Kids in the car 12 times more distracting to drivers than using cell phones

There are plenty of things that can distract people, like talking on the cell phone, self grooming, eating and even drunkenness when behind the wheel, but perhaps the worst is coping with kids in the backseat of the car, finds an intriguing new study.

According to researchers at the Monash University Accident Research Centre children are 12 times more likely to side track a driver than talking on a cell phone.

When kids are in the car a lot of parents take their eyes off the road and turn to look at a tot in the rear seat or watching them in the rear-view mirror. They get distracted trying to break up fights between squabbling siblings and calming fussy babies while driving.The study found the “eyes off road” time of the average parent was a good three minutes and 22 seconds during a 16-minute trip.

Lead researcher, associate Professor Judith Charlton stated, “Previous research has shown that, compared with driving alone, dialling a mobile phone while driving is associated with 2.8 times the crash risk, and talking or listening while driving is associated with 1.3 times the crash risk. The costs of distracted driving are undeniable. One major and previously unrecognised distraction is kids in the backseat.”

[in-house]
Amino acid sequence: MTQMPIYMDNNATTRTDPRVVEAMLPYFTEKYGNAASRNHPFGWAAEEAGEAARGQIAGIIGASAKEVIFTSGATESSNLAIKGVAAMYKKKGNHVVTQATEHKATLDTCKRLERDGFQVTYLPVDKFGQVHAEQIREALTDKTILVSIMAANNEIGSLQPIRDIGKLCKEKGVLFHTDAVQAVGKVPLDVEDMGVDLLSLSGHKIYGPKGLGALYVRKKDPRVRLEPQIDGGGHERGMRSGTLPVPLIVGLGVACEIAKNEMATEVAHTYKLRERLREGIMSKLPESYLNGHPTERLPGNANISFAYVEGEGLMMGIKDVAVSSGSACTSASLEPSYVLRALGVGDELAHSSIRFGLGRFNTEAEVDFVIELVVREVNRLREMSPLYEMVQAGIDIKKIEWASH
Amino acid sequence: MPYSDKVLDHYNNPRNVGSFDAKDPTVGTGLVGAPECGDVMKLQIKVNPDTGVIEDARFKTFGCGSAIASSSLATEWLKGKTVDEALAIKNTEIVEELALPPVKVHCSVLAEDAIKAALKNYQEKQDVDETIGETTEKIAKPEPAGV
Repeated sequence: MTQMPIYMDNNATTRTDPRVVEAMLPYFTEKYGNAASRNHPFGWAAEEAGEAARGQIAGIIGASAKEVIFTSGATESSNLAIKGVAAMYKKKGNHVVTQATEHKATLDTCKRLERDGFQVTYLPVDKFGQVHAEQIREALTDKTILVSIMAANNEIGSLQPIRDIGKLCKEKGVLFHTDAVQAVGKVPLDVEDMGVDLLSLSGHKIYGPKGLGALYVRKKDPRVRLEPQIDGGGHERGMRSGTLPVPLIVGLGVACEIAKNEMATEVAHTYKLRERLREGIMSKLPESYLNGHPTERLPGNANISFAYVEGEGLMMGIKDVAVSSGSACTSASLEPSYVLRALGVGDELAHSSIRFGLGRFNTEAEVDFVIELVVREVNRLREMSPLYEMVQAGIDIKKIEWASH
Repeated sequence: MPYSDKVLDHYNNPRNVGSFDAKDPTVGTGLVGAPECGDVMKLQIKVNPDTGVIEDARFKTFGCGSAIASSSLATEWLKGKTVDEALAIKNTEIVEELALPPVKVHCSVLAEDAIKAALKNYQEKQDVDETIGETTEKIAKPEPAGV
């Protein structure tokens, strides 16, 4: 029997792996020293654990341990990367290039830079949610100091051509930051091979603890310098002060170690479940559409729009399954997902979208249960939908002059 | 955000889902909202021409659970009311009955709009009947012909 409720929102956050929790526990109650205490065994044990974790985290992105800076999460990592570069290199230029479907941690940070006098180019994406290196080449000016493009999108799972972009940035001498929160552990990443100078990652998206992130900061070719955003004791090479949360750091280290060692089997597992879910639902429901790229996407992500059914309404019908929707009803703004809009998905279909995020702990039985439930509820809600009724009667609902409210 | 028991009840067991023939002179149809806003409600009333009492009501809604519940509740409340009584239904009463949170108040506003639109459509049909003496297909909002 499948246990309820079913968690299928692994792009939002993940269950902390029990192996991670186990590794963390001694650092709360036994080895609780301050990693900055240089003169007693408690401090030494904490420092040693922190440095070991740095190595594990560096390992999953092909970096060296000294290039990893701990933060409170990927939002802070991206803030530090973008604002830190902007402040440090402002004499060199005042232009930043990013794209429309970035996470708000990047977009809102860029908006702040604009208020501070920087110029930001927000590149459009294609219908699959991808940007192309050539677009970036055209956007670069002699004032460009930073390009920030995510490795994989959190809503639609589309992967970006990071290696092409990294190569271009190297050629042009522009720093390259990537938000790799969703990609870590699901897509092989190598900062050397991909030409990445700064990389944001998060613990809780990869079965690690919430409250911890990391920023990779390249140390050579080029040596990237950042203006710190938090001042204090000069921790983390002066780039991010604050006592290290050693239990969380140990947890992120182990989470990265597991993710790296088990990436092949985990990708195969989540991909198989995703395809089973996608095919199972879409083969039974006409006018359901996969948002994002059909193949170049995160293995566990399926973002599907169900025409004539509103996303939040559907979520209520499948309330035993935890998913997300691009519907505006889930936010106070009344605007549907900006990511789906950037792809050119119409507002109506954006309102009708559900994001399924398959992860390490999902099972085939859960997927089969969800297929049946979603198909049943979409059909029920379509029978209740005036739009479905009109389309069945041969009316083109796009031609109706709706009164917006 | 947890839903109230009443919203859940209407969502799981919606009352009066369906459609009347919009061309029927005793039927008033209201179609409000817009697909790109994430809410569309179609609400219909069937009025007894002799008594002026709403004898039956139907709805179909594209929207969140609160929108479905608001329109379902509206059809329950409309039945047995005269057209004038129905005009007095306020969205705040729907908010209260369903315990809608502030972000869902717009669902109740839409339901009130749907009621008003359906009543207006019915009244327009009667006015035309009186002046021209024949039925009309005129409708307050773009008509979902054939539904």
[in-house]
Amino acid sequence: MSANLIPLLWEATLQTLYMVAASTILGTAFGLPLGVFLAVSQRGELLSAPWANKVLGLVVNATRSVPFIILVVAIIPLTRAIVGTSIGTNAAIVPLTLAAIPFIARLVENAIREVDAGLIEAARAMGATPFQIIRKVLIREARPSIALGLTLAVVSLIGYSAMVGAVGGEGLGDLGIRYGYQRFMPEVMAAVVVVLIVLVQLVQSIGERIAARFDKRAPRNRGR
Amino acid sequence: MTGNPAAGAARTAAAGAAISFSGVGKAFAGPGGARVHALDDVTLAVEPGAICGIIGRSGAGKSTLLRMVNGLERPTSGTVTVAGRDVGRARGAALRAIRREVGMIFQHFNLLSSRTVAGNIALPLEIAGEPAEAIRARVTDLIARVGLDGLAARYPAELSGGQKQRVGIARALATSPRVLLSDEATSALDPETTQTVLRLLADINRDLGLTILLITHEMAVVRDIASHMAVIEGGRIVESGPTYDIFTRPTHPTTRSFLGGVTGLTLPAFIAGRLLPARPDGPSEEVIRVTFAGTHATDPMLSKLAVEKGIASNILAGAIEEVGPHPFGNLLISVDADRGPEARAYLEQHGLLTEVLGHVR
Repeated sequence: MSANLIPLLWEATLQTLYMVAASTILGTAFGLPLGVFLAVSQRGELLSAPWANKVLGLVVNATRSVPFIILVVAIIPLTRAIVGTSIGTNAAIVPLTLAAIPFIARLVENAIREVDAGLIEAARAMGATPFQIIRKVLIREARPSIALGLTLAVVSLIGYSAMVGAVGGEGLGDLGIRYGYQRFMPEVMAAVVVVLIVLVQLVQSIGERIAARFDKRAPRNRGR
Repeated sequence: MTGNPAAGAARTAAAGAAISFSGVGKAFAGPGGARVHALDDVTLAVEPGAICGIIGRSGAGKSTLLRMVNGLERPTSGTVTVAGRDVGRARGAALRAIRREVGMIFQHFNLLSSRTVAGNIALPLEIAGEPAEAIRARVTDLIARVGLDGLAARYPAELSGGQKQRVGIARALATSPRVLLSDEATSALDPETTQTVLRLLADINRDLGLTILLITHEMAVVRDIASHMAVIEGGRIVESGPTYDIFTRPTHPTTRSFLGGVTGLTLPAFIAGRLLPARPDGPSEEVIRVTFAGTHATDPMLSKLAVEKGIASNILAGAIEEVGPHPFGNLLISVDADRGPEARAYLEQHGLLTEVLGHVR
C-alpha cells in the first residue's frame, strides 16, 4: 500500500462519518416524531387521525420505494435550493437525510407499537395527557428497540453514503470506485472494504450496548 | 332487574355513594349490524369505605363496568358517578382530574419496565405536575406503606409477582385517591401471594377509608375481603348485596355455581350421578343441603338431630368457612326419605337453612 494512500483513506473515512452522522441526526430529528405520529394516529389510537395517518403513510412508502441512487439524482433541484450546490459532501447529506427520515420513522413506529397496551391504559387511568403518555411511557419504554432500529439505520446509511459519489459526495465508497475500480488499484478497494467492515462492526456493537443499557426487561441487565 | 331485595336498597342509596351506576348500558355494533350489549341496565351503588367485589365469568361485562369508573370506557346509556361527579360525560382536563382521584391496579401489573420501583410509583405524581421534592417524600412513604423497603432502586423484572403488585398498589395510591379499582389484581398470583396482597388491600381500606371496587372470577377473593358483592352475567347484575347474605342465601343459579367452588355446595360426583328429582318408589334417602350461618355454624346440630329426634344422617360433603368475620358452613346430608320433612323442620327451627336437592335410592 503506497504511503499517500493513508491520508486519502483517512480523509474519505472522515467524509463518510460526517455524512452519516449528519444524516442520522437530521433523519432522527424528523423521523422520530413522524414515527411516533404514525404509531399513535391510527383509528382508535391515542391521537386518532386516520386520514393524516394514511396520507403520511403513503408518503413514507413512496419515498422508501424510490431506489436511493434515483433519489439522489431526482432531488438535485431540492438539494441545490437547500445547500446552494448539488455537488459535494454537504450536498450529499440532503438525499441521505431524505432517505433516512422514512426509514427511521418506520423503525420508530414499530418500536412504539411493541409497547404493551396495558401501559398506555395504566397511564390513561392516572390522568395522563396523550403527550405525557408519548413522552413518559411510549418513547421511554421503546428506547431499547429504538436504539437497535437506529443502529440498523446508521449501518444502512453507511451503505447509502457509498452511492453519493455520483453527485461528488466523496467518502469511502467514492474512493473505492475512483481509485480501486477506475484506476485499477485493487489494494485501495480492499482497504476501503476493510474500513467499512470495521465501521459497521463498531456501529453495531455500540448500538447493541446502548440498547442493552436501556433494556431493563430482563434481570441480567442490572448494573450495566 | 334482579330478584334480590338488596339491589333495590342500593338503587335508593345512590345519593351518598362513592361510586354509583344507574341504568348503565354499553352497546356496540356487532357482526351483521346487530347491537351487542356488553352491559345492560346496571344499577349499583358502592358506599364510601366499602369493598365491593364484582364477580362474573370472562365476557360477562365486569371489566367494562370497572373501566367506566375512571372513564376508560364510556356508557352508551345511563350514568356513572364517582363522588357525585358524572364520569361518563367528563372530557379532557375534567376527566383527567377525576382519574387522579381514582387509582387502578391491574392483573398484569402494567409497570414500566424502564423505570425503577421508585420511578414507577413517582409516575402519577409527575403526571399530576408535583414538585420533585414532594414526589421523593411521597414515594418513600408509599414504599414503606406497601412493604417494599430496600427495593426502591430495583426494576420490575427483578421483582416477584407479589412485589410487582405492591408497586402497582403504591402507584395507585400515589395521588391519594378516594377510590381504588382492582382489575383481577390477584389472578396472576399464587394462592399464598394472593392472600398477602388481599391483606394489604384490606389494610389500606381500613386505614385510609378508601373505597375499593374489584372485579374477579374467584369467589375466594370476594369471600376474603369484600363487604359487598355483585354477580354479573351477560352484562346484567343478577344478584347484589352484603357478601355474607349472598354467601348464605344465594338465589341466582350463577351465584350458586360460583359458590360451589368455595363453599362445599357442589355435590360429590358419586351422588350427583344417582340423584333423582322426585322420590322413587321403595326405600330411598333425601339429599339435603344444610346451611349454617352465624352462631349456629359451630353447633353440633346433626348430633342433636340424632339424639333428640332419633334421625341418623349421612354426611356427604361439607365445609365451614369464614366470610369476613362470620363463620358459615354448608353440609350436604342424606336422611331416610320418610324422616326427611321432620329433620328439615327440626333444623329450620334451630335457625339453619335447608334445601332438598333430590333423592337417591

Details of the study
In order to get some insight into whether driving with kids in the back seat is risky the researchers conducted a small study. They took video footage of 12 families with an average of two children, between 1-8 years of age in a large sedan equipped with discrete recording system to monitor their driving behavior.

Experts examined 92 trips for any possible distracting activities undertaken by the driver and found drivers were side tracked in 90 of the trips.

The study found common interactions that distracted parents from the forward roadway for more than two seconds while the vehicle was in motion included things like turning back to look at the child in the rear seat or adjusting the rear-view mirror to glance at what the kids are doing (76.4 per cent), engaging in conversation with the child (16 per cent), assisting the child (7 per cent) and playing with the child (1 per cent).